On Thursday, May 4th we went out to the barn and to our surprise Becky had one huge buckling and Charity had one little doeling. I knew that Becky was all done kidding. Her buckling was licked dry and looked well fed. Charity on the other hand, her doeling still looked wet. Charity looked like she was still in labor so we got busy with our chores hoping that we would catch the end of her delivery.
After finishing chores, we sat and waited. Charity would slowly take a few steps, paw the ground, lay down and push. This went on for hours. In the past, I would come out to the barn and there would magically be baby goats. As if the stork delivered them through the night. Not this time. After a couple hours of waiting, I was ready for lunch. While inside I started wondering how long should it take the second kid to be born. After searching the internet I realized that something was wrong. Everyone said that the second goat should arrive fairly quickly. Uh oh. Here we go. In the past, I read stories about folks assisting with kids that were stuck and couldn’t come out. Now it was my turn. I had to woman up and try to save the kid and Charity.
Charity with the kid who was born first. We call her Charlotte.
I had to get out my gloves that reach to my armpits and lube up. I had my 10 and 8 year old hold Charity by the collar while I first inserted my fingers into her vagina. I felt hooves but I didn’t feel a head. (When goats give birth, their kids come out head and front feet first. Their front hooves are tucked under their head and their back legs come out last). Since I felt hooves but no head, I inserted my hand further up. I thought maybe the kid’s head was turned to the side. By this time, I was in to the middle of my forearm. Still I couldn’t feel a head. All the while Charity is screaming and grunting but thankfully she doesn’t move much. My children where doing a great job holding her still. I just kept saying over and over again, “Lord help me. Lord help me.” I had no clue what to do but I kept at it. Poking and prodding around hoping for a clue. Then I finally realized that I felt hocks. Hocks are on the back legs of a goat and since I still felt no head, I realized that the kid was breech. Great. I gently pulled the kid by the feet until the kid fell out on the ground. He was breathing!! He’s alive!! My 8 year screamed, “I can’t believe I saw my first birth!!” I helped rubbed the kid dry, while Charity licked off the fluids.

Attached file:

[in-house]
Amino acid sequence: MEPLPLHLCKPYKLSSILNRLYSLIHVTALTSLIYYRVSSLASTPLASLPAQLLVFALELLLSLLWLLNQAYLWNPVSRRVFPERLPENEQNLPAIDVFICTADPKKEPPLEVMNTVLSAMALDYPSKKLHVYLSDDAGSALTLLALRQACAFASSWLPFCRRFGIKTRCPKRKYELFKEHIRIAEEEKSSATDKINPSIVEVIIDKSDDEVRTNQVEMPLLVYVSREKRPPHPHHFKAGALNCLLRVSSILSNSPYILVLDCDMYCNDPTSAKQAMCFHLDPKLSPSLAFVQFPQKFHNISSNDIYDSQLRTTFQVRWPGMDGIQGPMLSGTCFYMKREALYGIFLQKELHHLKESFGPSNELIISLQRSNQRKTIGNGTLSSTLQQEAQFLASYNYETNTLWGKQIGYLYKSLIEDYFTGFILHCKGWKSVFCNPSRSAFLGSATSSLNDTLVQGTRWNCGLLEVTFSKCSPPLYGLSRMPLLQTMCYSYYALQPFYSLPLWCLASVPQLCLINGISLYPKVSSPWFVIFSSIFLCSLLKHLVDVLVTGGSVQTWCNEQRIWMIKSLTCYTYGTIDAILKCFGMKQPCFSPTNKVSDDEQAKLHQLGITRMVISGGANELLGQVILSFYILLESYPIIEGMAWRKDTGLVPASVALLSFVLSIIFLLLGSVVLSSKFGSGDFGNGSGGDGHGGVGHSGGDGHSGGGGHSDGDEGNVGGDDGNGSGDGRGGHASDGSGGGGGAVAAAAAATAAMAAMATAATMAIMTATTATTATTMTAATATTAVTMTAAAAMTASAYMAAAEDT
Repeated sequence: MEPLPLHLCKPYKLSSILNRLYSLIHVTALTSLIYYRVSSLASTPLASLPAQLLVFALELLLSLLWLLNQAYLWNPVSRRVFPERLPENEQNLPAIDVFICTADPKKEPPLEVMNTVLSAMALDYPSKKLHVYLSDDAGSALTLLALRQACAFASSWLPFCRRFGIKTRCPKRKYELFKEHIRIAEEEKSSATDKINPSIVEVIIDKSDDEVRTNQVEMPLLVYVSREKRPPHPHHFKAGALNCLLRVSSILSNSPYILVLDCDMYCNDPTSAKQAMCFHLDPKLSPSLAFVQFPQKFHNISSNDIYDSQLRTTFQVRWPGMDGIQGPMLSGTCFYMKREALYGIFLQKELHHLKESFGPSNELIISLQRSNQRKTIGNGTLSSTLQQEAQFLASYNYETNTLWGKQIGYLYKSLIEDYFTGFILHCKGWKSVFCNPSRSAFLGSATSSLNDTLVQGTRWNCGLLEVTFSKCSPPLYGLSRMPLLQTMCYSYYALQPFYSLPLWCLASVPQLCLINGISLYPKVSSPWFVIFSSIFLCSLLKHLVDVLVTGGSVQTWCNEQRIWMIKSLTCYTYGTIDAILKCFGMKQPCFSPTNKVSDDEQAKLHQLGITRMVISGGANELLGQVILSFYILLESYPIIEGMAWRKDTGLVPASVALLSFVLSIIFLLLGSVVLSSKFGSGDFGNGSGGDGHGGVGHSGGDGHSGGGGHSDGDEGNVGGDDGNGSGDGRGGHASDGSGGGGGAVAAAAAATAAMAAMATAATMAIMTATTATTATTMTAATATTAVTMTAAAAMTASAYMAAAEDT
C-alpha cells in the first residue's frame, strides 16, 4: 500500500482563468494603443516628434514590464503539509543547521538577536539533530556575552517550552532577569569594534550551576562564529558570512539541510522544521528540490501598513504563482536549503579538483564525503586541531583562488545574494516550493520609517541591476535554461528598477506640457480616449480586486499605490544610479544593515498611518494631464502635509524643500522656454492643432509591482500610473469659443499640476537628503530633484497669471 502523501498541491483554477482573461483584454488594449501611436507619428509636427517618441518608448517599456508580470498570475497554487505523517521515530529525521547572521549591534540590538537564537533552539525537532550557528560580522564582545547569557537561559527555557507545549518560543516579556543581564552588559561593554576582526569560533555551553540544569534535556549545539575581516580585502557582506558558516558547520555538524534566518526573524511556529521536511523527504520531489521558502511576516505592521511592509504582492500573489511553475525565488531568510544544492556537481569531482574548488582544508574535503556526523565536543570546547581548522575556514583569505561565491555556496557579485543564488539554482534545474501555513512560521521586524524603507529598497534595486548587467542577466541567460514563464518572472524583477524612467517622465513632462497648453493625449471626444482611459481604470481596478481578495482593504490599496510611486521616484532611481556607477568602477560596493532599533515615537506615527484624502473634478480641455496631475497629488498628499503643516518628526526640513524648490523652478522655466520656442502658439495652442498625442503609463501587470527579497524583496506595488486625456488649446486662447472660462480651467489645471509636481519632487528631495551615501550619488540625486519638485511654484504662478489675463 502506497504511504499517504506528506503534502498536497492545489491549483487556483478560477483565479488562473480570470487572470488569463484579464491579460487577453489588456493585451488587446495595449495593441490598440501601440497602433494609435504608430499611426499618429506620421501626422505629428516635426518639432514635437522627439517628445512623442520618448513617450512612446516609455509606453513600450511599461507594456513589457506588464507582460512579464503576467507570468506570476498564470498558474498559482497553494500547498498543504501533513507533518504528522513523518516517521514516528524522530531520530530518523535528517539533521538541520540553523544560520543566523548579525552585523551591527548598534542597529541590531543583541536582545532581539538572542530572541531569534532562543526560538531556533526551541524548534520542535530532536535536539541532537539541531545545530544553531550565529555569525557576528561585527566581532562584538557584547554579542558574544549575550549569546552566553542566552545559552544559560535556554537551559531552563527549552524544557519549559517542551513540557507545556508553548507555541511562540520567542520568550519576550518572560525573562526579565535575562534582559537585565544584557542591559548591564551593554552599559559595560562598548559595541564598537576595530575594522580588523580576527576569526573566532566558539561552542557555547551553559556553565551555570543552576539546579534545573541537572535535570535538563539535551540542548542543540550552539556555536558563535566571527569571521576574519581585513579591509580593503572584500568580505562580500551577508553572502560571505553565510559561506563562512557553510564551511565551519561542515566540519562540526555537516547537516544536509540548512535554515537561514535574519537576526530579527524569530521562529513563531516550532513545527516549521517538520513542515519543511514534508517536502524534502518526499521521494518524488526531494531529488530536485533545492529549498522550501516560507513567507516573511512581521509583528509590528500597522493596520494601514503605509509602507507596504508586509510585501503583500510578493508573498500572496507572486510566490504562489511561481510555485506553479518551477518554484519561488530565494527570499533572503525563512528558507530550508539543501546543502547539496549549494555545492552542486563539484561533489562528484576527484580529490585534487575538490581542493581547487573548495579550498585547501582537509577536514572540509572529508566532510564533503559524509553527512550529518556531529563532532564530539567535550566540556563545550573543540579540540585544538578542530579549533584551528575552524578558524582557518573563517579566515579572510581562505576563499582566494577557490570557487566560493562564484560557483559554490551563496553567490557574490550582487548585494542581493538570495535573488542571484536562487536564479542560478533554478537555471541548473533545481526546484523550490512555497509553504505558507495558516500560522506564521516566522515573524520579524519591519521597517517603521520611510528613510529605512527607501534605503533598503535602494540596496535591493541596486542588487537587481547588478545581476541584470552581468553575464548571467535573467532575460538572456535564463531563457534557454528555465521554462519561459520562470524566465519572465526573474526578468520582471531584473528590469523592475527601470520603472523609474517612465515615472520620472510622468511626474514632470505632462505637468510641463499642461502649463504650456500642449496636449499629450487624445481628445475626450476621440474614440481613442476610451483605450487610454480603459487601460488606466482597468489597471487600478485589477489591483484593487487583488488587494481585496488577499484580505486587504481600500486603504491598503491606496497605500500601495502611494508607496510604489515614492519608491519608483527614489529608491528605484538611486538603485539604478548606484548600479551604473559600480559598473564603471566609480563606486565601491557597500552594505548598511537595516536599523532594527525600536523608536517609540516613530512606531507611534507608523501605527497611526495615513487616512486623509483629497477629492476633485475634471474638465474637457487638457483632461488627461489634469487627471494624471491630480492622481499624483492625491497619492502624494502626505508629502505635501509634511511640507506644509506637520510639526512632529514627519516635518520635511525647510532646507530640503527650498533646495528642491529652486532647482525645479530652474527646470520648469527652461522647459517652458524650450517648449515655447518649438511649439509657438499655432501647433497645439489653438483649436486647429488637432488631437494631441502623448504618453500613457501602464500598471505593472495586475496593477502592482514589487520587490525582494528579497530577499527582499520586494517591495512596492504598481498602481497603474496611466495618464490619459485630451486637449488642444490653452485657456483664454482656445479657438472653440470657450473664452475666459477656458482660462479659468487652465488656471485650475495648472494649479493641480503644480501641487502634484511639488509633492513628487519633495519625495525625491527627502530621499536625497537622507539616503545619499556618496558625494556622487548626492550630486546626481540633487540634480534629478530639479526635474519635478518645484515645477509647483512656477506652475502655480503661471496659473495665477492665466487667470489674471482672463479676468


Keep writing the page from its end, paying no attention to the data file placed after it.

The kid, who I now call Charlie, had a tough first few days. I didn’t know if he would survive. It didn’t look like Charity was feeding him because he had a hard time holding his head up to reach her udder. Charlie is the kid on the left with his head down even though he standing.
After watching for a few hours, I figured I better take care of him myself. We took him everywhere with us the first two days. After two days of spending a lot of time away from Charlie, Charity disowned him kinda. She still cleaned him and protected him but she wouldn’t nurse him even though he tried so we continued to bottle feed him.
This past week I had the idea to put Charity in the milking stand day and let him nurse there. I do this 3-4 times a day. If there’s not enough milk from Charity, I let him nurse from one of the other does while they’re on the milking stand too. Most of the time they are so engrossed in their food that they don’t notice that the kid nursing is not their own. It’s working out well and I don’t need to clean bottles anymore.
What I learned from all this is that life is hard. Sometimes you don’t know what to do. Sometimes you can’t hold your head up but you keep going anyhow. With God first, adapt to each situation and eventually you’ll get where you want to be.